Long and lean Irish actor Richie Stephens guest-stars on the original horror series Lore for Amazon.
The third episode sees him cast as a villainous cousin named Jack Dunne who spreads superstitious malfeasance. Titled “Black Stockings”, the episode is a detailed look at the 19th-century Irish belief in Changelings, a fairy left after a human is taken by fairies.
The story is entwined with a modern-day murder case of a man who killed his wife while running in the park using the Irish “Changeling” defense.
Lore is a new six-part anthology series based on the popular podcast by Aaron Mahnke. A horror and crime anthology, it weaves modern-day happenstance into historical myths that were believed to be real in their time.
Richie Stephens’ episode is set in 1890s Ireland when the belief in fairies and Changelings apparently showed the Irish were reticent to give up the “olde ways” and take the word of the Roman Catholic church on such inexplicable matters.
Season 1 debuts on Amazon Prime today. The series is produced by Walking Dead’s Gale Ann Hurd and also stars Robert Patrick, Adam Goldberg, Cathal Pendred and Holland Roden.
You have likely seen Richie’s work before in music videos for Florence + the Machine as well as TV series such as Criminal Minds, Blue Bloods, Roadies, and Major Crimes.
We spoke to Richie about his work, past present and future…and his unbelievable linguistic skills!
Monsters and Critics: Good to talk to you, Richie. How did you win the role of Jack Dunne in the Black Stockings episode of Lore?
Richie Stephens: Casting wanted to see some real Irish people for the episode because it’s set in 1890s Ireland. They gave me a choice of roles to read for and I picked the youngest one because it was closest to my age.
I was surprised they cast me as Jack Dunne because he was much older than me. But I was delighted to be a part of the project. It was really exciting to work for Gale Ann Hurd and all those other major producers attached to the project.
M&C: You grew up in Cavan, Ireland, and since have crossed the Atlantic and worked your way to California. I read you had a terrible injury working as a carpenter in San Francisco which nearly could have paralyzed you, but set you off to a career in acting. Tell me about what happened and how you made that transition — who took a chance on you and mentored or hired you early on?
RS: Yes, I broke my back in a construction accident in 2011. Working on a residential remodel, a beam fell on me, knocking me off the scaffold. I ended up with one broken disc and one herniated. I was lucky I wasn’t paralyzed.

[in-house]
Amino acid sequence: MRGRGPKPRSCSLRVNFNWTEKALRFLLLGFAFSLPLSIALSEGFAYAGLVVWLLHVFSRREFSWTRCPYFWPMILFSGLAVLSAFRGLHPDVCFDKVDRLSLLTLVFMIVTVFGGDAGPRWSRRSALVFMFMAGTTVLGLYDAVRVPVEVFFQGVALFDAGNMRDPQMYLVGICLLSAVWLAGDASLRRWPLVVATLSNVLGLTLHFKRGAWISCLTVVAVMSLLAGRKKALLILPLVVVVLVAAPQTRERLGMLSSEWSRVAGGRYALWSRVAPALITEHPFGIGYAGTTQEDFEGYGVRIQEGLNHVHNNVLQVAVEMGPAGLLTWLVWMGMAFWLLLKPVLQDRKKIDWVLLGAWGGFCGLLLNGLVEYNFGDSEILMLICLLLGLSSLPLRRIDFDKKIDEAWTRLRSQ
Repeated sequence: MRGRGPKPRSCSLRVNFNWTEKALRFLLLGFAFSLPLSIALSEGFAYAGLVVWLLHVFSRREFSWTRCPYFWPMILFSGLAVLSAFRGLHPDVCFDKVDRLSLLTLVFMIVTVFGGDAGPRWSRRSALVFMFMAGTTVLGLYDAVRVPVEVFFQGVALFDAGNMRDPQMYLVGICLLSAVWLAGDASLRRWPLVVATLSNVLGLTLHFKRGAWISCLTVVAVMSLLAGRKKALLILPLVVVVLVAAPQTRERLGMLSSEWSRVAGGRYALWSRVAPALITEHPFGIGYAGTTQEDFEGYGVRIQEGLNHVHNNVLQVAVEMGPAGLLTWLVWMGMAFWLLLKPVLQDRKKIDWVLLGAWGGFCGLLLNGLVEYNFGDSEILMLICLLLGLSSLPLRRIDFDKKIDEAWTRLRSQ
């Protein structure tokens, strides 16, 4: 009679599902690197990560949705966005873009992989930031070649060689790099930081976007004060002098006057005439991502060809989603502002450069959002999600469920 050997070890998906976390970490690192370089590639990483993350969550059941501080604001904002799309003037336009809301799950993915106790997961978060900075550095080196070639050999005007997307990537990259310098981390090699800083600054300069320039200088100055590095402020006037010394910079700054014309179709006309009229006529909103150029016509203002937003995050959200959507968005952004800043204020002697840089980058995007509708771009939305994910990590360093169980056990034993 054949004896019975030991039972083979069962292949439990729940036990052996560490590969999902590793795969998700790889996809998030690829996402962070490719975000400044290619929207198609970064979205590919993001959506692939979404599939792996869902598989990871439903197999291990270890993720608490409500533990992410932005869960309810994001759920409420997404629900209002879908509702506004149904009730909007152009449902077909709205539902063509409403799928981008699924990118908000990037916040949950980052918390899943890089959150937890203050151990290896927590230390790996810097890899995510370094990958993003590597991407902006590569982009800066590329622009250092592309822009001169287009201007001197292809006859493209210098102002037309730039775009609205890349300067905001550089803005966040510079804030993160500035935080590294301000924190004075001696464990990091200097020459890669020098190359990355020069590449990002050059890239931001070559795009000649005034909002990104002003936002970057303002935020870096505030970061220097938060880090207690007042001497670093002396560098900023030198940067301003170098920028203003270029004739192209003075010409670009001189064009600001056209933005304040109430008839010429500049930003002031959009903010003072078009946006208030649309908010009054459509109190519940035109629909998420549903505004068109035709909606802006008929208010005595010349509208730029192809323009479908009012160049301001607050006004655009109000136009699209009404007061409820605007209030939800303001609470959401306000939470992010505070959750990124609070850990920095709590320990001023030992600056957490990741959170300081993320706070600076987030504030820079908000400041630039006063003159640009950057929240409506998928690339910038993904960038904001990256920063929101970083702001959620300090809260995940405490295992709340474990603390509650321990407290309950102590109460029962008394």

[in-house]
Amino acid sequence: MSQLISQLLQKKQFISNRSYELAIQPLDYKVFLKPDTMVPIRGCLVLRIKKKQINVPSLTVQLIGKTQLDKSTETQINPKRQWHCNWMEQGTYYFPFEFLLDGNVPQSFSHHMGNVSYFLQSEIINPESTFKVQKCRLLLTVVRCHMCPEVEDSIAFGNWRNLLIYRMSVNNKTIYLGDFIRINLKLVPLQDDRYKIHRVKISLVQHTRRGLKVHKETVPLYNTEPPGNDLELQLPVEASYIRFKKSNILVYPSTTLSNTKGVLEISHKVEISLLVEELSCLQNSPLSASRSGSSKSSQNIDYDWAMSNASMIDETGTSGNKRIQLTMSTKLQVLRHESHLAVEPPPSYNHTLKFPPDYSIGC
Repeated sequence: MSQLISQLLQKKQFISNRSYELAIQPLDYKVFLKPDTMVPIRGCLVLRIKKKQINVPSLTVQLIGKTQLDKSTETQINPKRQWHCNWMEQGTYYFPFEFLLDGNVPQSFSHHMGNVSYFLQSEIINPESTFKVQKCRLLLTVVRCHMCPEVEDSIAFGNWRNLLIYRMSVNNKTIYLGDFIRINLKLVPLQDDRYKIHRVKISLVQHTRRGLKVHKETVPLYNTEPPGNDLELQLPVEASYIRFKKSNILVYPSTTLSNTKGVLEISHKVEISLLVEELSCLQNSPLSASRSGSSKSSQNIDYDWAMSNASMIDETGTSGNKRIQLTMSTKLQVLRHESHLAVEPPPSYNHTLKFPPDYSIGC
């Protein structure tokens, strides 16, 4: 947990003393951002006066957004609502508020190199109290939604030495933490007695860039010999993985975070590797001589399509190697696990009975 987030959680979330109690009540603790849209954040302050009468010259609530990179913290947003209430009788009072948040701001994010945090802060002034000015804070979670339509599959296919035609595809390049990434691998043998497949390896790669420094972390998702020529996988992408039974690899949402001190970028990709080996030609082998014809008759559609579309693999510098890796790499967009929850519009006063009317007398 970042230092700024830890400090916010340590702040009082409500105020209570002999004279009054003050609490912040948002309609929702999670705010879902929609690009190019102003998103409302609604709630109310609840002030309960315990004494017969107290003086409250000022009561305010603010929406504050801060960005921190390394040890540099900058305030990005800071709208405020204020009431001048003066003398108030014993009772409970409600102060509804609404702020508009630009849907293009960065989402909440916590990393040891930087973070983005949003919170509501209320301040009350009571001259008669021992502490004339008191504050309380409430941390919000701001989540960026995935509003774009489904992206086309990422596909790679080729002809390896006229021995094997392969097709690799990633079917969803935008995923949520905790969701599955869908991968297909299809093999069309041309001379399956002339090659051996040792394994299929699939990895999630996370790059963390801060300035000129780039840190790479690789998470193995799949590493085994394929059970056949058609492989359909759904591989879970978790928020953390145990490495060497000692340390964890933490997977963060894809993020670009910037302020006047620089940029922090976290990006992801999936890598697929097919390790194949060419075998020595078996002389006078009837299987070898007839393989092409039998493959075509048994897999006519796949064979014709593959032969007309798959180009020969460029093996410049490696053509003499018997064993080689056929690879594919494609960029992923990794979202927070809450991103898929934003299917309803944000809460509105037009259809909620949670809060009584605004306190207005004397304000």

They had to open me up and remove half of one disc because there was a danger of that. As a result, I had to find a new career. I had no idea what to do. A friend of mine in San Francisco suggested I try modeling. So I did a little modeling and [director] Weston Simpson saw me on a website and asked me to be in his film because he liked my look.
That was my first role and from doing that I made up my mind I wanted to pursue acting instead of modeling. It was an obvious choice for me because I was always good with voices/character work and so on.
I took classes at a bunch of schools and progressed as quickly as I could. The jobs got bigger and then I moved to Los Angeles to get to the next level.
M&C: Your CV is impressive, the National University of Ireland studies, UCB and Bobby Moresco’s actor’s studio, loads of stage time, how quickly did this all come together for you when you arrived here?
RS: I started training with the best teachers and schools available from the very start. I found out where the best actors trained and went to those places.
I figured that it would give me the best chance to progress and catch up to the other actors who had been around for years.
I think my personality is a lot different from stereotypical LA actors. I’m not very free-spirited or laid back. I’m very determined and hard-working.
M&C: A surprising number of Englishmen live in Los Angeles, California. Is there a sizable crew of Irish you have connected with and have you found your accent has helped you enormously in finding work? Or do you tend to avoid expats in the LA community at large?
RS: Yes, there’s a ton of Brits in LA, but not so many Irish. I met none for my first two years in town.